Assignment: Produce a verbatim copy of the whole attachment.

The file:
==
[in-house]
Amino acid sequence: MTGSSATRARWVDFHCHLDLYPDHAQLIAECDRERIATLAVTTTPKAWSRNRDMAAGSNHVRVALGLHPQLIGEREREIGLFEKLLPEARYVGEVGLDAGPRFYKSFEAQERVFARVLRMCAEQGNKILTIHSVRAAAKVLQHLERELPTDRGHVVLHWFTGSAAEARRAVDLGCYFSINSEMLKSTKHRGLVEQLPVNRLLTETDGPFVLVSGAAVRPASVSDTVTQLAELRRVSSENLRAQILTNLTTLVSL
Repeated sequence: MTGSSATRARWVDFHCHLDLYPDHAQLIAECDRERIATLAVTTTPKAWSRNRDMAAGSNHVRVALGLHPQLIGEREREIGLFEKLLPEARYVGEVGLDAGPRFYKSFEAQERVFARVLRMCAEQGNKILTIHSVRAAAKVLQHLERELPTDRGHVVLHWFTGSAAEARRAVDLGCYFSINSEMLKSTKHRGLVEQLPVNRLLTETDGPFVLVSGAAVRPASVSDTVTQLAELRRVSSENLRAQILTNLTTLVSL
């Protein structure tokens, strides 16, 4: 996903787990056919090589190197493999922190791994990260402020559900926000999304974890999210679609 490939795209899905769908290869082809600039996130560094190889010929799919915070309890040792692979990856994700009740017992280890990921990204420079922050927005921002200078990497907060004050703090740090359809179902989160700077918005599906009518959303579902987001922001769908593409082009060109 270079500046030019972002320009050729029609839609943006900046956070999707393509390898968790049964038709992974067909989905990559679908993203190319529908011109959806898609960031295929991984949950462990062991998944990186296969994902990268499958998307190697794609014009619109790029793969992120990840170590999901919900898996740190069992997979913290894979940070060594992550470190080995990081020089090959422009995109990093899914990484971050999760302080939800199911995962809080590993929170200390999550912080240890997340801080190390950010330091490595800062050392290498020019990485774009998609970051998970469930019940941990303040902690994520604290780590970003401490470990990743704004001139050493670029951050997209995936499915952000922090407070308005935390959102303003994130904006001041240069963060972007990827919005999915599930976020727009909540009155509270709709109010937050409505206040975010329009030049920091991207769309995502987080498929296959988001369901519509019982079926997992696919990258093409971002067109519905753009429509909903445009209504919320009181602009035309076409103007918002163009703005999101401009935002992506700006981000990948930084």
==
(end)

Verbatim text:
[in-house]
Amino acid sequence: MTGSSATRARWVDFHCHLDLYPDHAQLIAECDRERIATLAVTTTPKAWSRNRDMAAGSNHVRVALGLHPQLIGEREREIGLFEKLLPEARYVGEVGLDAGPRFYKSFEAQERVFARVLRMCAEQGNKILTIHSVRAAAKVLQHLERELPTDRGHVVLHWFTGSAAEARRAVDLGCYFSINSEMLKSTKHRGLVEQLPVNRLLTETDGPFVLVSGAAVRPASVSDTVTQLAELRRVSSENLRAQILTNLTTLVSL
Repeated sequence: MTGSSATRARWVDFHCHLDLYPDHAQLIAECDRERIATLAVTTTPKAWSRNRDMAAGSNHVRVALGLHPQLIGEREREIGLFEKLLPEARYVGEVGLDAGPRFYKSFEAQERVFARVLRMCAEQGNKILTIHSVRAAAKVLQHLERELPTDRGHVVLHWFTGSAAEARRAVDLGCYFSINSEMLKSTKHRGLVEQLPVNRLLTETDGPFVLVSGAAVRPASVSDTVTQLAELRRVSSENLRAQILTNLTTLVSL
């Protein structure tokens, strides 16, 4: 996903787990056919090589190197493999922190791994990260402020559900926000999304974890999210679609 490939795209899905769908290869082809600039996130560094190889010929799919915070309890040792692979990856994700009740017992280890990921990204420079922050927005921002200078990497907060004050703090740090359809179902989160700077918005599906009518959303579902987001922001769908593409082009060109 270079500046030019972002320009050729029609839609943006900046956070999707393509390898968790049964038709992974067909989905990559679908993203190319529908011109959806898609960031295929991984949950462990062991998944990186296969994902990268499958998307190697794609014009619109790029793969992120990840170590999901919900898996740190069992997979913290894979940070060594992550470190080995990081020089090959422009995109990093899914990484971050999760302080939800199911995962809080590993929170200390999550912080240890997340801080190390950010330091490595800062050392290498020019990485774009998609970051998970469930019940941990303040902690994520604290780590970003401490470990990743704004001139050493670029951050997209995936499915952000922090407070308005935390959102303003994130904006001041240069963060972007990827919005999915599930976020727009909540009155509270709709109010937050409505206040975010329009030049920091991207769309995502987080498929296959988001369901519509019982079926997992696919990258093409971002067109519905753009429509909903445009209504919320009181602009035309076409103007918002163009703005999101401009935002992506700006981000990948930084």